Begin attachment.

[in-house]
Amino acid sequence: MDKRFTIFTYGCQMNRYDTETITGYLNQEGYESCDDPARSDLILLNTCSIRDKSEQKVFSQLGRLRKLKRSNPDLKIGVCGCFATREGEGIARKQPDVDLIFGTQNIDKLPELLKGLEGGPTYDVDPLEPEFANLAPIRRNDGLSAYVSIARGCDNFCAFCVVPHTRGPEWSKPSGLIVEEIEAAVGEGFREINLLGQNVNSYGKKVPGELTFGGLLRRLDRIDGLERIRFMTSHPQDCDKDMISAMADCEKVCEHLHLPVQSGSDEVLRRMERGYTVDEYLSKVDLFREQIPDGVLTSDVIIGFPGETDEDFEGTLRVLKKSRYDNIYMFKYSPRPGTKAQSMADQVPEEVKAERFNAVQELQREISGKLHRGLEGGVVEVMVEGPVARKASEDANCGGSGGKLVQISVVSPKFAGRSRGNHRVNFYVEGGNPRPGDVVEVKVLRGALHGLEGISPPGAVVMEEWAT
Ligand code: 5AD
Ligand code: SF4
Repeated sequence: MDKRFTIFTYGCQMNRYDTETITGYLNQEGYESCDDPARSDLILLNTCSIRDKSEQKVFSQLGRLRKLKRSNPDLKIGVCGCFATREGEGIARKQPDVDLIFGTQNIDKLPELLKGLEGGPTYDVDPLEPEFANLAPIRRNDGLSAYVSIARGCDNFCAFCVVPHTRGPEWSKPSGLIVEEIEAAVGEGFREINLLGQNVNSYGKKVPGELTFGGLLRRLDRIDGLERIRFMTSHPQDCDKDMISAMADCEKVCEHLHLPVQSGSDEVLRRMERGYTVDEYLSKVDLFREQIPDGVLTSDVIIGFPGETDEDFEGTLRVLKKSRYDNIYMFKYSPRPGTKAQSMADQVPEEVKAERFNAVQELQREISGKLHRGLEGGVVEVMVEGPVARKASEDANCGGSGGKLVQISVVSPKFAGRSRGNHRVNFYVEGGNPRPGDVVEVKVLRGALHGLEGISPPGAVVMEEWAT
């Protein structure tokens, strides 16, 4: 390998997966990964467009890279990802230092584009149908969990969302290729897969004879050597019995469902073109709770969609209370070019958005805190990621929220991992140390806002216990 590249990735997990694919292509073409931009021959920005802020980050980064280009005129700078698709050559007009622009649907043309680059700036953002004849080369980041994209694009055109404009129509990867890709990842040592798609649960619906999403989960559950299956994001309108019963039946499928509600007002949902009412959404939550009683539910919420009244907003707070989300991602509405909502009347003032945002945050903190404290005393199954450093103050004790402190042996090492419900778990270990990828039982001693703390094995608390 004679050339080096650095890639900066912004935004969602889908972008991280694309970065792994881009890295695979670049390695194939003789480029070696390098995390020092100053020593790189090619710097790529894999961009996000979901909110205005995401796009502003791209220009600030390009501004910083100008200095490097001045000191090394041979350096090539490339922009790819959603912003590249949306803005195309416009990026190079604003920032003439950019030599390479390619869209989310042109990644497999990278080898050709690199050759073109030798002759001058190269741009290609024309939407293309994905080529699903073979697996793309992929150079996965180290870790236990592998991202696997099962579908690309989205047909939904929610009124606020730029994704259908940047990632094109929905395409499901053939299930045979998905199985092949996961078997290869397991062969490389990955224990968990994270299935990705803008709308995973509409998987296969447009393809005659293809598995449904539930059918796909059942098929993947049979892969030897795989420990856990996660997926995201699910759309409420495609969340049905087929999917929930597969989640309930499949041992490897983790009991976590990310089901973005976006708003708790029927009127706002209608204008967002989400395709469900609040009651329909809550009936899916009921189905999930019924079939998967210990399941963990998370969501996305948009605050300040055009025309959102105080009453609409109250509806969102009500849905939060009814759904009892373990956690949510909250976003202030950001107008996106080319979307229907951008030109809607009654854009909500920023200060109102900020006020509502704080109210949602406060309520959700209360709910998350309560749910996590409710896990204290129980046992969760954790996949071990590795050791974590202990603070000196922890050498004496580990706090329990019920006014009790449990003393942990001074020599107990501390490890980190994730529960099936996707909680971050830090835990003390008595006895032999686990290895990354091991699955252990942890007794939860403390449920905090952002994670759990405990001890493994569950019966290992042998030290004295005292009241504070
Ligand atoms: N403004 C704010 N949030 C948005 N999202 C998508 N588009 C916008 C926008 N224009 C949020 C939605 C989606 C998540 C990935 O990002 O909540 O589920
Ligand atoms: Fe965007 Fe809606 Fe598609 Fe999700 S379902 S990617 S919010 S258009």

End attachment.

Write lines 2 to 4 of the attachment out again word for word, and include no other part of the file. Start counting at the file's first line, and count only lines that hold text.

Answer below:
Amino acid sequence: MDKRFTIFTYGCQMNRYDTETITGYLNQEGYESCDDPARSDLILLNTCSIRDKSEQKVFSQLGRLRKLKRSNPDLKIGVCGCFATREGEGIARKQPDVDLIFGTQNIDKLPELLKGLEGGPTYDVDPLEPEFANLAPIRRNDGLSAYVSIARGCDNFCAFCVVPHTRGPEWSKPSGLIVEEIEAAVGEGFREINLLGQNVNSYGKKVPGELTFGGLLRRLDRIDGLERIRFMTSHPQDCDKDMISAMADCEKVCEHLHLPVQSGSDEVLRRMERGYTVDEYLSKVDLFREQIPDGVLTSDVIIGFPGETDEDFEGTLRVLKKSRYDNIYMFKYSPRPGTKAQSMADQVPEEVKAERFNAVQELQREISGKLHRGLEGGVVEVMVEGPVARKASEDANCGGSGGKLVQISVVSPKFAGRSRGNHRVNFYVEGGNPRPGDVVEVKVLRGALHGLEGISPPGAVVMEEWAT
Ligand code: 5AD
Ligand code: SF4